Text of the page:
Another IT casualty of the weak economy is travel. However, the reduction varies by geography, with 50-60 percent of North American, British, Indian, and Brazilian businesses using telecommuting and virtual conferencing capabilities, while Germany, France, and the Nordic countries are slower to adopt those approaches.
Despite the potential for savings and benefits to the environment tied to greener IT practices, much of the infrastructure in question remains difficult to change in the typical mid-size business. Besides the replacement costs, there are business disruption concerns as well as staffing challenges associated with such changes. Furthermore, benefits are often longer-term in nature, making it difficult for cash-strapped firms to jump at the chance to go green right now or even this year. Thus, as the study finds, "the most commonly adopted initiatives involve major cost savings up-front, with fewer major investments required." Amongst respondents, storage consolidation, remote conferencing, and telecommuting are the most popular initiatives, and when implemented correctly, they all have potential for immediate cost reduction.
Despite the growing hype around green IT, some are skeptical. The advisory firm Forrester Research, for example, suggests that before spending anything, firms set expectations by measuring their "green IT baseline," which is an annual estimate of the energy consumption, carbon dioxide (CO2) emissions, and financial costs of operating IT. According to Forrester, not only will this data offer a practical green IT starting point by exposing the most environmentally taxing assets, but without it organizations cannot accurately quantify and report the benefits of their greening efforts to senior management. Forrester offers an "Online Green IT Baseline Calculator" in order to help businesses identify savings opportunities.
Another advisory firm, Ovum, flatly states that companies will go green only if it saves them money. "Going green is good, but it costs money to go green--like paying extra for organic produce or free-range eggs. CIOs certainly like to talk green these days in front of a camera. But walking the talk is a lot different. Although many enterprise IT departments these days like to think they are more eco-friendly, they are primarily going down that path because of the cost savings" writes Madan Sheina, principal analyst at Ovum.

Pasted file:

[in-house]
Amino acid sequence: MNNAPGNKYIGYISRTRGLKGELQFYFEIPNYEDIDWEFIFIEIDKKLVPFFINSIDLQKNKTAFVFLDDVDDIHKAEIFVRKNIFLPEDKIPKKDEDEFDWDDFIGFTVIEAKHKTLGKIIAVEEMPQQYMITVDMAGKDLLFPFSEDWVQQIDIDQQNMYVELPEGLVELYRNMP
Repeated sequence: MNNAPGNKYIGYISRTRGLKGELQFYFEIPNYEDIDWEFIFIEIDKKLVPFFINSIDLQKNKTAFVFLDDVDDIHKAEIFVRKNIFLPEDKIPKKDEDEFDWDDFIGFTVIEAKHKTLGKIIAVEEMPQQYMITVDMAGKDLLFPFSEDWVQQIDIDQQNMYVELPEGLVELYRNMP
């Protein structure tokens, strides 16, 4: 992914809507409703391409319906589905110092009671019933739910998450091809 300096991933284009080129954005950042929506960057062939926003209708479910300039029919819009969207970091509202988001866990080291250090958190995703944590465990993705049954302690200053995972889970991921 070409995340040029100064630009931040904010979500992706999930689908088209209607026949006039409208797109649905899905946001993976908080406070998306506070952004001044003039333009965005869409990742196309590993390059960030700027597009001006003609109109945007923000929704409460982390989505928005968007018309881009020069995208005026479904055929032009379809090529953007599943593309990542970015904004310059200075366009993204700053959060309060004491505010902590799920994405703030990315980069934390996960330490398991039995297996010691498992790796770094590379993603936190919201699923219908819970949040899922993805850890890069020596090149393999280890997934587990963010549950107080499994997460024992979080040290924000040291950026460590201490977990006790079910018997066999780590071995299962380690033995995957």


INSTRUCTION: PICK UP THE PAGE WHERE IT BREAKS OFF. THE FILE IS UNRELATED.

According to published reports, McKinsey & Co. recommends moving accountability for IT facilities operations to the CIO. It also promotes the idea of appointing an energy "czar" to help focus on the true costs of the data center. McKinsey offers three primary recommendations to improve corporate energy management:
1.Improve and integrate asset management capabilities in the data center.
2.Include the true total cost of ownership in business-case justifications for adding facilities or applications to the data center.
3.Formally move accountability for data center facilities and operations expenses to the CIO. Appoint internal energy czars with mandates to double IT energy efficiency by 2012.
SMBs looking to control costs should consider initiatives promising cost savings as well as reduction in environmental effects. However, there are costs involved in saving energy and each IT department needs to calculate its potential costs and savings according to its specific environment and requirements. While organizations might want to be environmentally friendly, it is business factors that motivate decisions, and the study reflects that, finding a 60:40 split favoring business motivators over environmental benefits. While virtualization and other server initiatives can provide improvements, enterprises should view vendor claims with a healthy skepticism and determine their path based on solid analysis of their particular situations. Should they decide to proceed, IBM and others offer companies assistance in developing green IT initiatives.